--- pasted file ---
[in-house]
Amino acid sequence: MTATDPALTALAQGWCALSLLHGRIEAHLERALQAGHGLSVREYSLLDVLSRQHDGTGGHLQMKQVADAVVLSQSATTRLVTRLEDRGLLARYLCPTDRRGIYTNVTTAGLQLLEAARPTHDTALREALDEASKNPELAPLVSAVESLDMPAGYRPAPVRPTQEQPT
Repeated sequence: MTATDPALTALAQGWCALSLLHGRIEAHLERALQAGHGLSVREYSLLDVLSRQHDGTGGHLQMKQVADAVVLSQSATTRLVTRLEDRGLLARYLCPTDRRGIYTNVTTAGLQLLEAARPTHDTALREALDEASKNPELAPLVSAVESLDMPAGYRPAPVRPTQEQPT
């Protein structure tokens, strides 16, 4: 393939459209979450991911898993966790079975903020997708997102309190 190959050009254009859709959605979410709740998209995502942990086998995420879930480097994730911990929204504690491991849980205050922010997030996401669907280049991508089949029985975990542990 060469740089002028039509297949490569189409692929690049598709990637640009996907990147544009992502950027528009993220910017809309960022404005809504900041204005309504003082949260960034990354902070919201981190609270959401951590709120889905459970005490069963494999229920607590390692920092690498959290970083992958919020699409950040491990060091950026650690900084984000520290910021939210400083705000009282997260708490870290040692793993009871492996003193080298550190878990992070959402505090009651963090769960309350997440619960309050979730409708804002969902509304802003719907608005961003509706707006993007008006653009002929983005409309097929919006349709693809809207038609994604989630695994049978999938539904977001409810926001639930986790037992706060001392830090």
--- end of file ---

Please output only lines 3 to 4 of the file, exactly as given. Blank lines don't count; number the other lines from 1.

Repeated sequence: MTATDPALTALAQGWCALSLLHGRIEAHLERALQAGHGLSVREYSLLDVLSRQHDGTGGHLQMKQVADAVVLSQSATTRLVTRLEDRGLLARYLCPTDRRGIYTNVTTAGLQLLEAARPTHDTALREALDEASKNPELAPLVSAVESLDMPAGYRPAPVRPTQEQPT
């Protein structure tokens, strides 16, 4: 393939459209979450991911898993966790079975903020997708997102309190 190959050009254009859709959605979410709740998209995502942990086998995420879930480097994730911990929204504690491991849980205050922010997030996401669907280049991508089949029985975990542990 060469740089002028039509297949490569189409692929690049598709990637640009996907990147544009992502950027528009993220910017809309960022404005809504900041204005309504003082949260960034990354902070919201981190609270959401951590709120889905459970005490069963494999229920607590390692920092690498959290970083992958919020699409950040491990060091950026650690900084984000520290910021939210400083705000009282997260708490870290040692793993009871492996003193080298550190878990992070959402505090009651963090769960309350997440619960309050979730409708804002969902509304802003719907608005961003509706707006993007008006653009002929983005409309097929919006349709693809809207038609994604989630695994049978999938539904977001409810926001639930986790037992706060001392830090």